Court issues restraining order against Air Force COVID-19 vaccine mandate
TOPEKA, Kan. (WIBW) - An Ohio court has issued a temporary national restraining order against the Air Force COVID-19 vaccine mandate for those who seek religious exemption.
The Thomas More Society says on Thursday, July 14, a federal court in Ohio temporarily issued a national restraining order to prevent the U.S. Air Force from enforcing the military COVID-19 vaccine mandate when a request for religious exemption is involved.
The society of Roman Catholic lawyers noted that the order prohibited enforcement of the mandate when a service member has submitted a religious accommodation request which has either been denied or remains pending. It said its attorneys are pleased with the development as it directly affects a lawsuit in which they represent several Air Force members.
The Society indicated that the U.S. District Court for the Southern District of Ohio entered the order, which was effective immediately, to ban the enforcement of the vaccine mandate in Doster v. Kendall. It said the order is valid for 14 days, during which the court will consider a preliminary injunction to extend the ban and protect those who object on religious grounds until a trial is held.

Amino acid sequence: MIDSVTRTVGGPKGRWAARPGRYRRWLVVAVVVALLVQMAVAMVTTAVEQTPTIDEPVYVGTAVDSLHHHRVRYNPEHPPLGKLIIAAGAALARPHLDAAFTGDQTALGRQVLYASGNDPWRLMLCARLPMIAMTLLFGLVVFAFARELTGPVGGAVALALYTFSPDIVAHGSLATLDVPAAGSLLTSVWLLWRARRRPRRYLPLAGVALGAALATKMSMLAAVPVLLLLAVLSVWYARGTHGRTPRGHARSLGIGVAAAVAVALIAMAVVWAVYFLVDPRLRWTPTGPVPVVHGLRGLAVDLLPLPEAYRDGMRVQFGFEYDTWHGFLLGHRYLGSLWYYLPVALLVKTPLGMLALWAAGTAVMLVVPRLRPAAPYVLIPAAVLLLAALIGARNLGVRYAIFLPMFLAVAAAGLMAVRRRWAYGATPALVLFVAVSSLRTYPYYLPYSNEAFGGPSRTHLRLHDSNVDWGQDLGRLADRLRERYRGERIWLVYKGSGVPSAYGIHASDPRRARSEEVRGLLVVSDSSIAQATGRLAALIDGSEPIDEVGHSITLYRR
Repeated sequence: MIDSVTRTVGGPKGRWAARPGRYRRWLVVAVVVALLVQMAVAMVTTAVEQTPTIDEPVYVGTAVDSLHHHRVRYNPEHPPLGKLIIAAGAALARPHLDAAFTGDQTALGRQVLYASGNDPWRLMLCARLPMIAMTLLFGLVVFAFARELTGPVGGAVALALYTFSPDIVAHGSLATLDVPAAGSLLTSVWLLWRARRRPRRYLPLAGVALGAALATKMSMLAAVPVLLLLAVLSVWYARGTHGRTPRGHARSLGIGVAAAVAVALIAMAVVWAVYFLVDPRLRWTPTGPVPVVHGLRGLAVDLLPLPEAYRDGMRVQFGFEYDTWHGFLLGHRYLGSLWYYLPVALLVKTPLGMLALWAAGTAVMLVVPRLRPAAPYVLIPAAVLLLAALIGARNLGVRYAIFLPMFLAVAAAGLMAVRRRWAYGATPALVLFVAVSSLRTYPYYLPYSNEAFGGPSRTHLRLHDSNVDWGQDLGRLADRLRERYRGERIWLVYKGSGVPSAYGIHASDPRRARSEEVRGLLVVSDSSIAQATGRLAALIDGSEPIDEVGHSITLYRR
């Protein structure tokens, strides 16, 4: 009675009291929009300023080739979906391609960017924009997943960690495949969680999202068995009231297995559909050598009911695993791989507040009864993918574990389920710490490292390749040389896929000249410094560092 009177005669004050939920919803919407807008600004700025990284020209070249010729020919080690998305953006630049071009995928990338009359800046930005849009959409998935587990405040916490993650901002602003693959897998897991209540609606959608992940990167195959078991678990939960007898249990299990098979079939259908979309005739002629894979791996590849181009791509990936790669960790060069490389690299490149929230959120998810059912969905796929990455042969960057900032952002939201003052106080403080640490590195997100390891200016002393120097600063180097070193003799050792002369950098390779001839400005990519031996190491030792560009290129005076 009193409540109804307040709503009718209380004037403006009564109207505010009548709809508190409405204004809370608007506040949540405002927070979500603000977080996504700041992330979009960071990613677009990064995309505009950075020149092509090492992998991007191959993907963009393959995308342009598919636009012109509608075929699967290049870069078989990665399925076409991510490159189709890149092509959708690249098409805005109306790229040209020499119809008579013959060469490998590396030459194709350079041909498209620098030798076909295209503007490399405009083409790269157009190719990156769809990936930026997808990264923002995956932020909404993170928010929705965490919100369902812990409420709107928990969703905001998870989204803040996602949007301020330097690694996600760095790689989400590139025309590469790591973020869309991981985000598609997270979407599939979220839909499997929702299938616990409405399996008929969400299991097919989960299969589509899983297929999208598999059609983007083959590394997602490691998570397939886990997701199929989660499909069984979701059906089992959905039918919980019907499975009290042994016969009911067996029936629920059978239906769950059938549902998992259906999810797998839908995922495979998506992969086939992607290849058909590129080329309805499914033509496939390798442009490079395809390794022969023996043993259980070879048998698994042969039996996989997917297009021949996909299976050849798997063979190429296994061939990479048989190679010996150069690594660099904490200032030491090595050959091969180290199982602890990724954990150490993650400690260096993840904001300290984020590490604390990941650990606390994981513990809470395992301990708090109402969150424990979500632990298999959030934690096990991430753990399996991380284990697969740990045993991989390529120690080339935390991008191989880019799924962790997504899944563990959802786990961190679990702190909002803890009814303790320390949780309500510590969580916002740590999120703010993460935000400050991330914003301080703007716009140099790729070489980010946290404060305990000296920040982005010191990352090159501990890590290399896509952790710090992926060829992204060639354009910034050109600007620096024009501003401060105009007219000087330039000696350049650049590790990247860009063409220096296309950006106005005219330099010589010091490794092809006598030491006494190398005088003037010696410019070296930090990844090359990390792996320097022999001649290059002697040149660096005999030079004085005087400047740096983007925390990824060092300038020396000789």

“This is a huge victory for our country and religious freedom,” said Stephen Crampton, Thomas More Society Senior Counsel.
In a similar case, Air Force Officer v Austin, in Georgia, the Society said its attorneys won the first preliminary injunction in the nation against the Air Force vaccine mandate on behalf of one officer. It said it now represents three additional Air Force members and seeks class action certification for a nationwide injunction against the mandate. It noted the motions have been fully briefed and await a ruling.
“This order could not have come at a better time,” added Adam Hochschild, Thomas More Society Special Counsel. “The government has recently ordered imminent punitive action against those men and women of faith who cannot in good conscience take these experimental vaccines, and this order stops the government in its tracks.”
Judge Matthew McFarland said in the federal court order out of Ohio, “The facts show Defendants [the Air Force] have engaged in a pattern of denying religious accommodation requests.”
The Society noted that the Air Force has granted about 1% of all religious accommodation requests submitted - virtually all of which are for airmen who are set to leave the service. It said the court stated the class includes over 12,000 members and it found class certification proper due to seeking relief under the First Amendment and the Religious Freedom Restoration Act.
“The court has correctly certified the class in Doster and rightly enjoined the Air Force mandate,” Crampton said. “It is gratifying to see the courts uphold their constitutional duty to ensure other branches of the government do not run roughshod over fundamental rights, as the Air Force has been doing here.”
For more information about the cases, click HERE.
Copyright 2022 WIBW. All rights reserved.